Resistant organisms (including bacteria, fungi, viruses and some parasites) are able to withstand antimicrobial medicines (such as antibiotics, antifungals, antivirals, and antimalarials) so that standard treatments become ineffective and infections persist, increasing the risk of spread to others. The development of AMR is a natural phenomenon but certain human actions accelerate the emergence and spread of AMR.
The scale of the threat of antimicrobial resistance (AMR) and the case for action was set out in the Annual Report of the Chief Medical Officer 2011, published in March 2013. The Government’s UK Five Year Antimicrobial Resistance Strategy 2013 to 2018 sets out actions to address the problem of AMR.
The Science and Technology Committee has agreed to hold an inquiry into antimicrobial resistance. Chair of the Committee Andrew Miller MP stated:
"Antimicrobial resistance is one of the most significant threats to public health today. I am pleased that Dame Sally Davies, Chief Medical Officer, is taking this seriously. However, we want to find out whether the Government’s current and proposed actions will contribute enough to tackling this serious global threat."
Terms of Reference
The Committee is seeking written submissions on the following matters:
- How has antimicrobial resistance developed in the past decade?
- What are the gaps in our knowledge about antimicrobial resistance?
- Is there sufficient research and investment into new antibiotics or other treatments and methods to ensure continued protection against infection? If not, how could this be rectified?
- What measures (including behavioural change) have been most effective in controlling the spread of resistant pathogens, and could such measures be used to control other pathogens?
- What global coordination and action is required to fight antimicrobial resistance and is the UK contributing enough towards cross-border initiatives?
- What are the strengths and weaknesses of the Government’s 2013-2018 strategy for tackling antimicrobial resistance? What changes might be made to further strengthen the Government’s action plan?
Submitting written evidence
As part of a scheme to encourage paperless working and maximise efficiency, the Committee is piloting a new web portal for online submission of written evidence. Written submissions for this inquiry should therefore be submitted online.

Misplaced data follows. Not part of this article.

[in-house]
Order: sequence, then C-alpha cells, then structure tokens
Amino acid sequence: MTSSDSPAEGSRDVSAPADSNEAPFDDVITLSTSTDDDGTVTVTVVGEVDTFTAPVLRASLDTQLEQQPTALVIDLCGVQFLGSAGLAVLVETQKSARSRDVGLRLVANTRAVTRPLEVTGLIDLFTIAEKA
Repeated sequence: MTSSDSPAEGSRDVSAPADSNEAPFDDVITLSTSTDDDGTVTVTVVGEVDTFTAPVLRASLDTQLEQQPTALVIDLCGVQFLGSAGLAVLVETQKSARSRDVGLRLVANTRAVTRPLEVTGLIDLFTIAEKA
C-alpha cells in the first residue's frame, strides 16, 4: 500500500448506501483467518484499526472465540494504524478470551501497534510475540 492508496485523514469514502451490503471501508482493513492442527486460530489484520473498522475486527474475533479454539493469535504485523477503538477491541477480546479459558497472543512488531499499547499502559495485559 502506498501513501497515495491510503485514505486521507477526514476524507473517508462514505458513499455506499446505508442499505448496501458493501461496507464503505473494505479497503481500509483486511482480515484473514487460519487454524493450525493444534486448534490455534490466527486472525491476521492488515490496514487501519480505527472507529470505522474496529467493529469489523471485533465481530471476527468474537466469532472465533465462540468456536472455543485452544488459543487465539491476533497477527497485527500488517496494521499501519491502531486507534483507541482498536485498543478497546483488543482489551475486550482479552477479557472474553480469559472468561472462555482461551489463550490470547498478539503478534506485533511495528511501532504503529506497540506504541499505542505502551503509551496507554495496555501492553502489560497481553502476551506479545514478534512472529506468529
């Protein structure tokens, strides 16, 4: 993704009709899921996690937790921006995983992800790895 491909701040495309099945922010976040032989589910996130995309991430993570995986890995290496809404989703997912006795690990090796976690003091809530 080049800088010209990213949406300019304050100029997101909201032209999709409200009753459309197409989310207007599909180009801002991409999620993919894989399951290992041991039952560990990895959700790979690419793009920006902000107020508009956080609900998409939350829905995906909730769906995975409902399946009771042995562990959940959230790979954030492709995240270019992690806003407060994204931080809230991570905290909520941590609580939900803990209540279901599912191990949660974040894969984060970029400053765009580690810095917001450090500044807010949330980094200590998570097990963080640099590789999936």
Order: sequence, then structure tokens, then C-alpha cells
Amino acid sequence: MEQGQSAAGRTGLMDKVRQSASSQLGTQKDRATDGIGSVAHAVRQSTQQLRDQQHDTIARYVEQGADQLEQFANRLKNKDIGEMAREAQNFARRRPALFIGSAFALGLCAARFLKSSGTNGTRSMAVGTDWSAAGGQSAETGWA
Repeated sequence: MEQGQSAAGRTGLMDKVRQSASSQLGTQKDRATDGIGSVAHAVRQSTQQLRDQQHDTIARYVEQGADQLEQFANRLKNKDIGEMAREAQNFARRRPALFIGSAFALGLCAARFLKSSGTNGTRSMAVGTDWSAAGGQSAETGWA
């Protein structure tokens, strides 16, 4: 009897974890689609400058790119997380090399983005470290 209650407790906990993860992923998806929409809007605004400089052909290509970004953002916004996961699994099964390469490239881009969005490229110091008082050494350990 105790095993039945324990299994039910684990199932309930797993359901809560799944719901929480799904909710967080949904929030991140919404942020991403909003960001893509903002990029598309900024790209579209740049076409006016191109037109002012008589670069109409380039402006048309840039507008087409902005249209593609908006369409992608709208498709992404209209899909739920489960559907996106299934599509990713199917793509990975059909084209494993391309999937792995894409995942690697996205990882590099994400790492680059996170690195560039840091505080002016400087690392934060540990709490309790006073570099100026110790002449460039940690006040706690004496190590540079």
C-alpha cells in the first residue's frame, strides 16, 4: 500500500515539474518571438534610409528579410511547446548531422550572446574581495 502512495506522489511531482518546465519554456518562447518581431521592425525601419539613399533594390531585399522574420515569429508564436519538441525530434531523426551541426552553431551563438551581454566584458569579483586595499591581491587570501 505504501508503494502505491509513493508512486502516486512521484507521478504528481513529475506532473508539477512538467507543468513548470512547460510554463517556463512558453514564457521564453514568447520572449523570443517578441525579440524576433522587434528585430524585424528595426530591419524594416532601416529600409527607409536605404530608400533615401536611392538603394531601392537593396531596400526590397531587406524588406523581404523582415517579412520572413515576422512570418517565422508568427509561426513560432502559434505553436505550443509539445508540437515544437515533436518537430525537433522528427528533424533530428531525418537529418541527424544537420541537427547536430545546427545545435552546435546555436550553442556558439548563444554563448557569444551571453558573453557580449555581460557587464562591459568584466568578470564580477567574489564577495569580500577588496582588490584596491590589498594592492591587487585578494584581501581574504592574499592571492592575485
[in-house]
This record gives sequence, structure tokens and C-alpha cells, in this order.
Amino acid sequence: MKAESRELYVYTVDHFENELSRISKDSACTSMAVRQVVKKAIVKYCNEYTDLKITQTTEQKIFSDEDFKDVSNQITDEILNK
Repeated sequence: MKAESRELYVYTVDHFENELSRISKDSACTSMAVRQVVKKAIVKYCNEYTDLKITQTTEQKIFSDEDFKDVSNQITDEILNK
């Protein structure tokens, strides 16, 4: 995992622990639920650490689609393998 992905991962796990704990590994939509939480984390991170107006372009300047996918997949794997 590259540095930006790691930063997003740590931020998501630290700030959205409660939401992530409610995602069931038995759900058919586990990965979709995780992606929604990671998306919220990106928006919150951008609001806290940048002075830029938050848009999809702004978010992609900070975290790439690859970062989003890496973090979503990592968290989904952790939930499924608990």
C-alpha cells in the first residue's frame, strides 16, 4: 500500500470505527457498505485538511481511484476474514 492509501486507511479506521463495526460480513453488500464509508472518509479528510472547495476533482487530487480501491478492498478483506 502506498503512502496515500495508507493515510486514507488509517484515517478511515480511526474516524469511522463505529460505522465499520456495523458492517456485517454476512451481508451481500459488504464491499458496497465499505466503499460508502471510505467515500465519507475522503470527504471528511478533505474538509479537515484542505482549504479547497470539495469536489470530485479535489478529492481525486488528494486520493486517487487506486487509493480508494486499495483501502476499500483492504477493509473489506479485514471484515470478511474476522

The personal information you supply will be processed in accordance with the provisions of the Data Protection Act 1998 for the purposes of attributing the evidence you submit and contacting you as necessary in connection with its processing. The Clerk of the House of Commons is the data controller for the purposes of the Act. We may also ask you to comment on the process of submitting evidence via the web portal so that we can look to make improvements. If you have any queries or concerns about the collection and use of this information or do not wish your details to be used for the purpose of collecting feedback, please advise the Committee providing your full name, address, and if relevant your organisation.
The Committee invites written submissions on these issues by midday on Wednesday 6 November 2013.
Each submission should:
- be no more than 3,000 words in length
- be in Word format with as little use of colour or logos as possible
- have numbered paragraphs
- include a declaration of interests.
If you need to send a paper copy please send it to:
Science and Technology Committee
House of Commons
14 Tothill Street
Please note that:
- Material already published elsewhere should not form the basis of a submission, but may be referred to within a proposed memorandum, in which case a hard copy of the published work should be included.
- Memoranda submitted must be kept confidential until published by the Committee, unless publication by the person or organisation submitting it is specifically authorised.
- Once submitted, evidence is the property of the Committee. The Committee normally, though not always, chooses to make public the written evidence it receives, by publishing it on the internet (where it will be searchable), by printing it or by making it available through the Parliamentary Archives. If there is any information you believe to be sensitive you should highlight it and explain what harm you believe would result from its disclosure. The Committee will take this into account in deciding whether to publish or further disclose the evidence.
- Select Committees are unable to investigate individual cases.